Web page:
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Permanence is Karl's second novel, and it's brilliant -- at its core is a massive, hard-sf conceit: that because tool-use expends more energy than adaptation (i.e., when confronted with a marsh, it's easier to be a marsh-bird than to figure out how to drain it), that over time, all the races of the universe will use genetic engineering to adapt themselves to their habitats and so become nonsentient. Layered on top of that are braided adventure stories, religious cults, and a kind of intellectual property imperialism driven by smart dust and twisted by lightspeed lags. This is the kind of book that changes you, and he deserved the hell out of this award.
All other factors being equal, each extra degree of sprawl meant extra weight, less walking, and a little more high blood pressure, he concluded. Someone living in the most sprawling county - Geauga County outside Cleveland - would weigh 6.3 pounds more than if that same person lived in the most compact area, Manhattan.Link Discuss (via Futurismic)
The Myth: Iraqis, prior to occupation, lived in little beige tents set up on the sides of little dirt roads all over Baghdad. The men and boys would ride to school on their camels, donkeys and goats. These schools were larger versions of the home units and for every 100 students, there was one turban-wearing teacher who taught the boys rudimentary math (to count the flock) and reading. Girls and women sat at home, in black burkas, making bread and taking care of 10-12 children.Link Discuss (via William Gibson)
"There is not a chance in the world that (these types of devices) will do anything but lighten your wallet," said John Moulder, a professor of radiation oncology at the Medical College of Wisconsin, who said he's seen a slew of products that claim to do the same thing, including radio-frequency-proof lingerie.Link Discuss
Harezi first developed the Teslar chip in 1986 to help people with extreme sensitivity to electricity, from televisions to vacuum cleaners. She said the "environmentally handicapped" people who wore the watch were able to resume their lives.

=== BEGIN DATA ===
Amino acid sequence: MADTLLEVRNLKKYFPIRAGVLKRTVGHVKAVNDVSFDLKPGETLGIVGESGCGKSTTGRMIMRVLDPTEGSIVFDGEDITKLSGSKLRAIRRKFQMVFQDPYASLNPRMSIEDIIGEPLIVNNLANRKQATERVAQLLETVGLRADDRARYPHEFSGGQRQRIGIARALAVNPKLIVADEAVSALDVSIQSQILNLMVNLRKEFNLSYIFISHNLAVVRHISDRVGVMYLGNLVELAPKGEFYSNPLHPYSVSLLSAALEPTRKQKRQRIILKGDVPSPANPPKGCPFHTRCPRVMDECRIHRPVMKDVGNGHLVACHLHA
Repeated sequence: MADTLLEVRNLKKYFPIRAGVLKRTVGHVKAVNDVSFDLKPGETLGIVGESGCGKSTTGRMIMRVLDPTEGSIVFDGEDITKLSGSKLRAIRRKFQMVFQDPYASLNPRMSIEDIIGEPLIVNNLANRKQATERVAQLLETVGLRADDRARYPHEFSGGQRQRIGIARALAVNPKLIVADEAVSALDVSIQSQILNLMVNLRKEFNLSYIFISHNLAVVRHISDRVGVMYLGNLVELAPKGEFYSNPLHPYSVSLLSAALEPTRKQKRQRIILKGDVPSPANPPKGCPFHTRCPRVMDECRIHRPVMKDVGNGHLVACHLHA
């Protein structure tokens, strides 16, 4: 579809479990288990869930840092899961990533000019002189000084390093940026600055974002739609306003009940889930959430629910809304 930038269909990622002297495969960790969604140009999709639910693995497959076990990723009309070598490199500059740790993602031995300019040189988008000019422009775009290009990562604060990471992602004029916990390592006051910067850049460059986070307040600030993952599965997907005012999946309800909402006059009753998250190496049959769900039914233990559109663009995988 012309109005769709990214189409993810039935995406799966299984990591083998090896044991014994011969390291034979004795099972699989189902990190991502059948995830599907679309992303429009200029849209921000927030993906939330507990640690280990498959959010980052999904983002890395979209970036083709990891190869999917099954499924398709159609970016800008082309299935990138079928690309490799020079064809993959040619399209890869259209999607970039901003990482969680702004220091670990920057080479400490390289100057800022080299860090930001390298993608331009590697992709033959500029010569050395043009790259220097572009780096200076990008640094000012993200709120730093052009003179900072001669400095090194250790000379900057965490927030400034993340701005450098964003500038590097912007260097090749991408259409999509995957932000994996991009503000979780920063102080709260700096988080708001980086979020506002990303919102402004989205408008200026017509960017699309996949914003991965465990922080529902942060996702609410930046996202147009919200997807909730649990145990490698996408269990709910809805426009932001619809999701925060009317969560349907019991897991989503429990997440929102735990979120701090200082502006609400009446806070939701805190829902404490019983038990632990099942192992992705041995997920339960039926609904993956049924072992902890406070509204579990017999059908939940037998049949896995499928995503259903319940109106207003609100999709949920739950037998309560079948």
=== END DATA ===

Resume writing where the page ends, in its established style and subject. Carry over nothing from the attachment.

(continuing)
Logically - indeed, free-software geeks are the most logical hippies in the whole wide world - the revolution is at hand. Why should anybody pay for software? What do you get for your money besides shrink-wrap licenses, potential lawsuits, DRM cuffs around both wrists, and a cloud of viruses? "Property relations" are blocking social and technical progress. Secure computing and digital rights management are coercive regimes that would make George Orwell blush. The free market is a tissue of political fiction as brittle as an Eastern European regime. With open source code on tap, the software trade will collapse under its own weight.Link Discuss
My party, the Guns and Dope Party, invites extremists of both right and left to unite behind our shared goals of:I haven't been this excited about politics since RU Sirius ran for President! Link Discuss
1. Get those pointy-headed Washington bureaucrats off our backs and off our fronts too!
2. Guns for everybody who wants them; no guns for those who don't want them
3. Drugs for everybody who wants them; no drugs for those who don't want them
4. Freedom of choice, free love,free speech, free Internet and free beer
5. California secession -- Keep the anti-gun and anti-dope fanatics on the Eastern side of the Rockies
6. Lotsa wild parties every night by gun-toting dopers
7. Animal protection -- Support your right to keep and arm bears